Seven signs you are successfully shifting from entrepreneur to CEO
Over time I’ve observed the moments when entrepreneurs are called upon to become a CEO. I don’t mean a title change on your business card. I’m talking about that moment when the nature of your contribution needs to change.
When are these moments? It might be your first large and meaningful customer order. Or when an investor dumps cash into the business. Or when the company outgrows your kitchen table. The moment is different for each entrepreneur and each business. It’s in these moments that you need to pivot. Many of the activities that defined personal success and satisfaction shift to others. At the same time a whole new list of responsibilities and decisions get loaded on.
These moments are challenging times for entrepreneurs. Everyone is watching. Can you slide into the role of superstar CEO? Should you? Your funders are watching. Your employees are talking. And deep down, your inner critic is on overdrive.
Fear not. Many have made the successful transition and you can too.
There are seven signs that the shift is underway.
Your team is focused
As an entrepreneur, you are an idea generator. You see opportunity everywhere you look.
Problems arise when entrepreneurs share too many ideas with their teams. Wired to get excited about new things, you love to relay your latest learning. And you learn fast. As a result, many entrepreneur-led organizations suffer from the “shiny red ball” syndrome. Every new idea becomes the best idea. Along the way, teams become distracted and confused.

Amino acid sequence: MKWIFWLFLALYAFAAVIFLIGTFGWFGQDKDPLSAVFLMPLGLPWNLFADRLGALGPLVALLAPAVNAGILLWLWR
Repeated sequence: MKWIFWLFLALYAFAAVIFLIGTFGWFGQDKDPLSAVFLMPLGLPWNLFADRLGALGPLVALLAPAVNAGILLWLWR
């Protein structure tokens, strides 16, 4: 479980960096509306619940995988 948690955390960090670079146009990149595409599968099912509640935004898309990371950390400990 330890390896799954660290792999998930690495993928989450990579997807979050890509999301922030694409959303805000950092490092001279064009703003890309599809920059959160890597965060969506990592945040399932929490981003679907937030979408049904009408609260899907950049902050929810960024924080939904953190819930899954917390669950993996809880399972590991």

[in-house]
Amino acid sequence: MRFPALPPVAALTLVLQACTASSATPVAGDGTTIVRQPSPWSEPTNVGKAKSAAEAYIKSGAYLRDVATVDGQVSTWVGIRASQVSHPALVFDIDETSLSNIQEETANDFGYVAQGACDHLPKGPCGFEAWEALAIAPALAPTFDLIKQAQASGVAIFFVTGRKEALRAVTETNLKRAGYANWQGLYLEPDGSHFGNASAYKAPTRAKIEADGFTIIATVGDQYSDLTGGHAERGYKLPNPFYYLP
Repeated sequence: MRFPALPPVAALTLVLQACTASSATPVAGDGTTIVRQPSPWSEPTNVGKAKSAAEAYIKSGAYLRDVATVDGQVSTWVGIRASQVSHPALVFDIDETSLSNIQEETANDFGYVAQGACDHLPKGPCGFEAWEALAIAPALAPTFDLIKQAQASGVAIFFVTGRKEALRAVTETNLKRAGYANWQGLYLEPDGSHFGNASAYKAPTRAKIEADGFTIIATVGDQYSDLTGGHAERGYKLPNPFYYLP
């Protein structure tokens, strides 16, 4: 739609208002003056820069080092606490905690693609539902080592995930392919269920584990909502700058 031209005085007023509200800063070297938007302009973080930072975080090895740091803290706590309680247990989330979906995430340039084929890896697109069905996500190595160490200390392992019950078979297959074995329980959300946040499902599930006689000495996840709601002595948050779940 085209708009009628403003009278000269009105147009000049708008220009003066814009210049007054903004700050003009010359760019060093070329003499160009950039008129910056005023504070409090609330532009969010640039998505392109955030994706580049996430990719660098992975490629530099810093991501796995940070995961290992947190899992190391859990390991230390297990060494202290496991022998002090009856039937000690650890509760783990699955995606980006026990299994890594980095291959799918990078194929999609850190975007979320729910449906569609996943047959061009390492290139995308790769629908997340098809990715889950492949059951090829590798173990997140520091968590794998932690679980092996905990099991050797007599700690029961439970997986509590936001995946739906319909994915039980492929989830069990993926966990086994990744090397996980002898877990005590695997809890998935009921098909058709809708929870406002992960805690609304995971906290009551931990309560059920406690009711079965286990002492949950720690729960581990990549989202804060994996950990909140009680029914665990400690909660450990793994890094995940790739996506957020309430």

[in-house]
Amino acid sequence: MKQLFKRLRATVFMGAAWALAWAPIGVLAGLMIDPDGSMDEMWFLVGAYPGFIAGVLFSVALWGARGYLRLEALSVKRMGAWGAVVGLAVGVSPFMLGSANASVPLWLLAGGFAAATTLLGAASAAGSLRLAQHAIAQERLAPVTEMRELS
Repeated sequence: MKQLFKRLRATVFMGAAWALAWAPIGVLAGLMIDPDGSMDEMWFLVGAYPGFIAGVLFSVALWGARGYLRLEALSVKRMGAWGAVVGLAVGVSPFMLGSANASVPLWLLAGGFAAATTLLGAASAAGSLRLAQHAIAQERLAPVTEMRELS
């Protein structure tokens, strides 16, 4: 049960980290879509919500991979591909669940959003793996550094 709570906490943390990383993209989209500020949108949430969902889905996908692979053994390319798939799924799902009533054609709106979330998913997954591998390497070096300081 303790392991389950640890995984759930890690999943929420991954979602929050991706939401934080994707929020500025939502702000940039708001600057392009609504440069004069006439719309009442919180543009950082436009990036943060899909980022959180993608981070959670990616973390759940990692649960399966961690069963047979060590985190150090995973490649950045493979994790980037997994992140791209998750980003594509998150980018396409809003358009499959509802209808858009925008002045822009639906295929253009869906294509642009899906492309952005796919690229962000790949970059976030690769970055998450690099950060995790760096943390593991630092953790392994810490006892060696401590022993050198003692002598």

Superb CEOs know how to create a clear focus for their teams. They reduce distractions. They choose their brainstorming partners wisely. They clarify when an idea is mental candy and when it’s a serious and urgent priority. CEOs understand that a good idea executed exceptionally well adds value. They also know that chasing too many awesome ideas will distract their teams.
Your business can run without you
A fly-by-the-seat-of-your-pants approach to business is a necessity in the early days. You were instrumental in each decision and every sale. And now it’s time to substitute your presence with defined systems. Why? So work can be transferred, multiplied, and improved by others. Some entrepreneurs have an allergic reaction to the words “system” and “process”. I’m not suggesting that you get out your stone tablet and chisels. Only that you champion an aligned approach to running your business. One that others can own and improve.
You have an informed and aligned team
When your entire company can sit around the kitchen table, communication isn’t a concern. For the most part communication just happens. And then, almost overnight, miscommunication, misalignment and inaccurate assumptions become your greatest enemies. Once a skill that you rarely thought about, information flow is now a hurdle to success.
When in entrepreneur mode, it’s all about generating ideas and getting things done. You are usually not in get-everyone-on-the-same-page mode. Communication is a big job and not one to shoehorn between other urgent tasks. As you become an admired CEO, communication is an everyday essential. Your job is keeping the team informed, aligned, and inspired.